Sunday, November 27, 2016

Lost Youth

A reprint from August 2009 when I tested a Triumph with clip on handlebars and decided I prefer my standard Bonneville. That was seven years ago too.

"The past is another country- they do things differently there." I have always had a hankering for a Triumph Thruxton under my bum, to more accurately reflect my nostalgia for my very well spent motorcycling youth. Something like this:
When I was a kid I never quite understood who bought the "Touring" models of the motorcycles that interested me. My first bike, after my moped years, was an MV Agusta 350, with clip on handlebars, just like the 2007 Thruxton pictured above. My next motorcycle was a Moto Morini also the 350 Sport model with stubby little handlebars and a crouched riding position and another flame red paint job. After 200 miles on the Thruxton pictured above I admire my long lost youth more than I would have thought possible. How the hell did I ever ride Europe from one end to the other crouched like that? I can't do it any more, that's for sure! My wife said to me out of the blue one day last week "I've been looking up motorcycle rentals in Ocala but I can't find any..." and she then announced that when our little road trip stopped at Nancy's place in Ocala I would have the day off while they went shopping and would I like to rent a bike to go for a ride by myself...? Like proverbial wild bear crapping in the woods I got to work with Google figuring my wife just couldn't find what must be there- a rental in Ocala. Well, there wasn't but I did come across Modern Classic Motorcycle Rentals of Orlando and I started to figure how far Orlando was from Ocala. It seemed do-able so I called Frank. Clearly a man after my own heart he gushed about his Triumphs for rent-he's owned a Bonneville since they were first imported in 2001- and at $69 for eight hours I easily talked myself into a day on a Thruxton. For $49 I could have had a Bonneville or Scrambler! With insurance and stuff the total 8 hours on the red rocket came to just about $100 an excellent deal by any standard. I was real happy to find my way to Frank's house and pick up the Thruxton, a brand new carburetted 2007 model with just 280 miles on the clock. It looked incredible. The Thruxton (or more properly as Frank would have it the Bonneville Thruxton) is based on the Bonneville 865cc engine and frame with just a few modifications to give it the factory café racer look. It has a smaller 18 inch front wheel, clip on handlebars, and upgraded front forks. The foot pegs are rather fancier than the Bonneville's sturdy rubber clogs and Triumph has used some rather nice hardwear to attach them to the bike:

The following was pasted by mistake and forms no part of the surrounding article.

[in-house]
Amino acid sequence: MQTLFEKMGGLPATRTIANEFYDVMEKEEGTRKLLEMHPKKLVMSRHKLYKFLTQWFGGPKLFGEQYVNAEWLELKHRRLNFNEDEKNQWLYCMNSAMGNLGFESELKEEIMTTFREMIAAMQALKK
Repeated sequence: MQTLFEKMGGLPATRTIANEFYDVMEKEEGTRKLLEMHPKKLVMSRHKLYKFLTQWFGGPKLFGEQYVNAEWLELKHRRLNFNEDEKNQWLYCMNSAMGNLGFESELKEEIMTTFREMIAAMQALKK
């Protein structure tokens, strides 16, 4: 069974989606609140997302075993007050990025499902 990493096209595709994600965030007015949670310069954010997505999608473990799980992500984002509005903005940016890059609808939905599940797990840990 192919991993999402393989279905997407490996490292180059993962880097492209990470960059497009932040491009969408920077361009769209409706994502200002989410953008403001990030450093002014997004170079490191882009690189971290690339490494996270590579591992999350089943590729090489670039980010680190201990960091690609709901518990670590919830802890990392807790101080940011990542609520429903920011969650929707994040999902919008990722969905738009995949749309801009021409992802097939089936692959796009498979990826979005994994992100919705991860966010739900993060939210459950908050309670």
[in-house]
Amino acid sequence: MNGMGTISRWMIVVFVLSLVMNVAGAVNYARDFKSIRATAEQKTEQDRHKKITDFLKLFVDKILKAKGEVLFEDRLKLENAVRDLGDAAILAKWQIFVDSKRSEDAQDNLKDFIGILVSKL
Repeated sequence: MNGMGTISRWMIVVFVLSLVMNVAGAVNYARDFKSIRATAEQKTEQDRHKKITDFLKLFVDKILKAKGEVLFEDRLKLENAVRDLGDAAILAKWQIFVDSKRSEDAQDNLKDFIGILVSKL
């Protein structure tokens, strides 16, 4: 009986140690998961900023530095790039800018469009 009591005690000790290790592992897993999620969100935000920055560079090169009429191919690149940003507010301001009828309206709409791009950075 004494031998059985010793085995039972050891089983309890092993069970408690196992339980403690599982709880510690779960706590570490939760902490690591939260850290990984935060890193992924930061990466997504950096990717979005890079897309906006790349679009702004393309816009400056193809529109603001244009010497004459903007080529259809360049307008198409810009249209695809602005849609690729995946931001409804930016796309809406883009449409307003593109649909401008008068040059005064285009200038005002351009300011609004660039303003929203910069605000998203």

The rider's feet are pushed into a toe down position and the brake and gear controls are substantially lower than the Bonneville's... which combined with the truly tiny handlebars makes you feel like a boy racer as soon as you fire up the docile and easily managed engine.
Look at those big white clocks (tach included!) and those stubby little handlebars and that thick white stripe down the back of the tank, which tank is the same identical to the regular Bonneville's, but just looks different thanks to all the other subtle changes around it. The side panels are the same too, but the writing is different and more aggressive on that gorgeous red background:

The whole package looks a million bucks parked on the refurbished main street of De Land, a satellite community north of Orlando:After I signed the paperwork for the rental and insurance I found myself alone in downtown Orlando, maneuvering this red jewel through unfamiliar streets and onto the I-4 interstate highway with no time to get used to anything. It was a strange sensation, the controls are as smooth and light as I am used to on my own Bonneville, the engine which supposedly puts out ten more horsepower than my own Bonneville's modest 65, pulled smartly and the cone exhausts gave a pleasing though very civilized rumble as i moved through the five speed gearbox. Handling was firm, just like my own machine with any lightness produced by the slightly smaller front wheel amply compensated for by the short low handlebars. Looking over my shoulders at lane changes was much tougher than I am used to, and though I am short, 5' 06" (168cms) and I have short legs, yet I still was able to clasp the cylinder heads with my knees if I wasn't careful. For taller riders Triumph has added wire guards to the cylinder fins: